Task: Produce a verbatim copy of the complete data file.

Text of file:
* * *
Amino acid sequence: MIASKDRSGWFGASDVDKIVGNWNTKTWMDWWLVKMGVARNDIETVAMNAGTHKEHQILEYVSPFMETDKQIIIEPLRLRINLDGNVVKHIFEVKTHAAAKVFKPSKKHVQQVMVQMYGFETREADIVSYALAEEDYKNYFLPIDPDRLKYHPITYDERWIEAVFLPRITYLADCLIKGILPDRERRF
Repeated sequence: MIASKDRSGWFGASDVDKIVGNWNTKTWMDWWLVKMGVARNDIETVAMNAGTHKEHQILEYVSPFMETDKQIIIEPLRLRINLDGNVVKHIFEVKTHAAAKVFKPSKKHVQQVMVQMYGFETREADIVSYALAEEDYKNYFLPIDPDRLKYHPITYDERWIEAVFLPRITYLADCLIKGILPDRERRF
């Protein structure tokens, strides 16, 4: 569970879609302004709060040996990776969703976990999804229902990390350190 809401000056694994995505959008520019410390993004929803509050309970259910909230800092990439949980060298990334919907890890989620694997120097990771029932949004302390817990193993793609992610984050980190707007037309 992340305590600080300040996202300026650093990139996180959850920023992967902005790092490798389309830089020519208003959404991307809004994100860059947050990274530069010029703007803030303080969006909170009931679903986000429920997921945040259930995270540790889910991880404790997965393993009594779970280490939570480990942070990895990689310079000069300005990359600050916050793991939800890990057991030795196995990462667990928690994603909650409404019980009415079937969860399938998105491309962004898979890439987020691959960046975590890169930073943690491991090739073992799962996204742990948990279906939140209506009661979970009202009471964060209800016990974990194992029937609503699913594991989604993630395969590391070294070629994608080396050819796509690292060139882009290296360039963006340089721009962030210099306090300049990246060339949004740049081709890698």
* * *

Amino acid sequence: MIASKDRSGWFGASDVDKIVGNWNTKTWMDWWLVKMGVARNDIETVAMNAGTHKEHQILEYVSPFMETDKQIIIEPLRLRINLDGNVVKHIFEVKTHAAAKVFKPSKKHVQQVMVQMYGFETREADIVSYALAEEDYKNYFLPIDPDRLKYHPITYDERWIEAVFLPRITYLADCLIKGILPDRERRF
Repeated sequence: MIASKDRSGWFGASDVDKIVGNWNTKTWMDWWLVKMGVARNDIETVAMNAGTHKEHQILEYVSPFMETDKQIIIEPLRLRINLDGNVVKHIFEVKTHAAAKVFKPSKKHVQQVMVQMYGFETREADIVSYALAEEDYKNYFLPIDPDRLKYHPITYDERWIEAVFLPRITYLADCLIKGILPDRERRF
């Protein structure tokens, strides 16, 4: 569970879609302004709060040996990776969703976990999804229902990390350190 809401000056694994995505959008520019410390993004929803509050309970259910909230800092990439949980060298990334919907890890989620694997120097990771029932949004302390817990193993793609992610984050980190707007037309 992340305590600080300040996202300026650093990139996180959850920023992967902005790092490798389309830089020519208003959404991307809004994100860059947050990274530069010029703007803030303080969006909170009931679903986000429920997921945040259930995270540790889910991880404790997965393993009594779970280490939570480990942070990895990689310079000069300005990359600050916050793991939800890990057991030795196995990462667990928690994603909650409404019980009415079937969860399938998105491309962004898979890439987020691959960046975590890169930073943690491991090739073992799962996204742990948990279906939140209506009661979970009202009471964060209800016990974990194992029937609503699913594991989604993630395969590391070294070629994608080396050819796509690292060139882009290296360039963006340089721009962030210099306090300049990246060339949004740049081709890698």